FIGURE 2 is the top plan view of a second embodiment of the present aircraft, and FIGURE 3 is an enlarged sectional view of FIGURE 2. Consider FIGURES 2 and 3 together and in particular FIGURE 3 which shows in more detail many of the components described in FIG- URE 1 As can be seen in FIGURE 3 the inflated ring '11a is secured to the triangular frame 31a, in such a manher that the ring 11a can be virtually fully inflated which provides for more lift for a given ring.

In FIGURE 3' the motor 25:: is depicted as a turbine model which is connected through a drive shaftto a gear reduction chain or gear reduction box 33a thereby reducing the speed of the engine to drive the rotor blades 27a at between 600 to 700 feet per second. The rotors 27a are standard helicopter rotor blades and in a preferred embodiment each has approximately an 8% twist to compensate for the difference in speed along .its length, and hence even out the lift distribution along the length of the rotor blade. It should be understood that some other 4 percentage of twist could be used. It will be further noted in FIGURE 3 that the cabin 17a is secured to the structure and located beneath the inflated ring 1111.

When the rotor blades 27a are being driven and air is being forced through the inside of the duct ring 13a, the slip stream passes over the stators 15a. The outside flaps 21a of the stators 15a are rocked to one side to provide torque control as the slip stream passes thereover since the present aircraft has no anti-torque rotor to provide torque compensation (as does a helicopter). In other words, the present aircraft (i.e., ring, cabin, etc.) would rotate opposite from the rotation of the rotors due to torque just as happens with a helicopter. The flaps 21a are rotated or rocked into the slip stream in such a fashion that the slip stream force thereon urges the aircraft in the direction opposite form the torque force and hence the aircraft is held from rotating due to torque. The flaps 21a as well as the flaps 19a are controlled by a bell crank-lever and push-pull rod system similar to that used to control the rudders and elevators in conventional aeroplanes.

The flaps 1911 are rocked into the slip stream to provide an additional component of forward thrust to the present aircraft. The reaction of the open flaps against the air stream provides a forward thrust component to the present aircraft.

The present aircraft has three characteristics which increases its rotor thrust in addition to the forward thrust (a component of vertical thrust) gained by employing flaps 19a. The radius 37a of the ring lla is designed to be greater than 6% of the diameter of the rotors. In accordance with the theory of a ducted rotor if the radius of the lip 35a (therefore the radius of the ring) of the duct 13a is greater than 6% of the rotor diameter, then maximum lift is obtained due to reduced pressure on the upper portion of the lip in response to the airflow over the lip. Hence by designing the lip 35a to have a radius greater than 6% of the rotor 27 diameter the vertical thrust of the aircraft is increased.

Secondly and in accordance with ducted rotor theory the slip stream does not contract after it passes through (from top to bottom) the rotors 27a. It has been recognized that the contraction of the slip stream in the operation of the standard helicopter (non-ducted rotor arrangement) reduces the vertical thrust available. Accordingly, the present aircraft provides a second element of increased vertical thrust.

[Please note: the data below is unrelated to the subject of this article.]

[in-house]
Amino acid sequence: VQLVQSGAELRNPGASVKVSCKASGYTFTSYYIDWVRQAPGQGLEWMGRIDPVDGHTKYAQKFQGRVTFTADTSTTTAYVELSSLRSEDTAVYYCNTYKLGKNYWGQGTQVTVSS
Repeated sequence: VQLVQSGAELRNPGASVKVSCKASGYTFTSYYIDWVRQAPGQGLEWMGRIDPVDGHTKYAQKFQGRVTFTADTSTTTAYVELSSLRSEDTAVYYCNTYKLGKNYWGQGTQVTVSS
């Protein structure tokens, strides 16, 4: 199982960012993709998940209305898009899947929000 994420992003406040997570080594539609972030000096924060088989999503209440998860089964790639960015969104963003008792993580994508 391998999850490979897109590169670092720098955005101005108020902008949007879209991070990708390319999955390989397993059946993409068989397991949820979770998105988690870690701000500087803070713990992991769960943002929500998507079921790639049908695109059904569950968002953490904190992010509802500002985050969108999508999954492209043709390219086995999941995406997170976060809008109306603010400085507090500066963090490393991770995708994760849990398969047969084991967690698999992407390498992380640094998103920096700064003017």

Thirdly the duct 13a prevents the normal rotor tip vortex from being shed off the tip end by physically trapping the air which is the medium for the rotor tip vortex phenomenon. It has been recognized that the vortex phenomenon which occurs at the rotor tips as the rotor whirls around, reduces the possible vertical thrust obtainable by a rotary wing aircraft. By preventing this rotor tip vortex from shedding from the tip the present aircraft provides a third element of increased vertical thrust. This arrangement effectively increases the aspect ratio of the rotor blades.

The provision of the inflated ring 1 1a streamlines the present aircraft as would not be the case if only the metal duct 13a were provided. The streamlining effect, of course, has considerable advantage for both horizontal and vertical flight as compared with an arrangement where the present aircraft attempted movement (especially horizontal movement) with the blunt outer wall of the metal duct 13a pushing through the air. While the inflatable means is depicted as a torus ring, it should be understood that some other shaped inflatable means might be used, or a plurality of inflatable devices secured to the duct might be employed.

It becomes clear that the present aircraft operates at very high efliciency. By employing the inflated ring 11 to cause the empty load value to approach zero, the present aircraft enables virtually all of the thrust generated by the rotors to be used for lifting a payload (cargo and/or passengers). In addition to applying the rotor thrust directly to the payload, the present aircraft provides a means for increasing the rotor thrust thus further increasing the payload that can be lifted. The means for increasing the rotor thrust includes the presence of the shroud or duct, the design of the duct lip, and the inclusion of the stator flaps. Finally, the stator flaps increase stability and control to the present aircraft which is both desirable and necessary.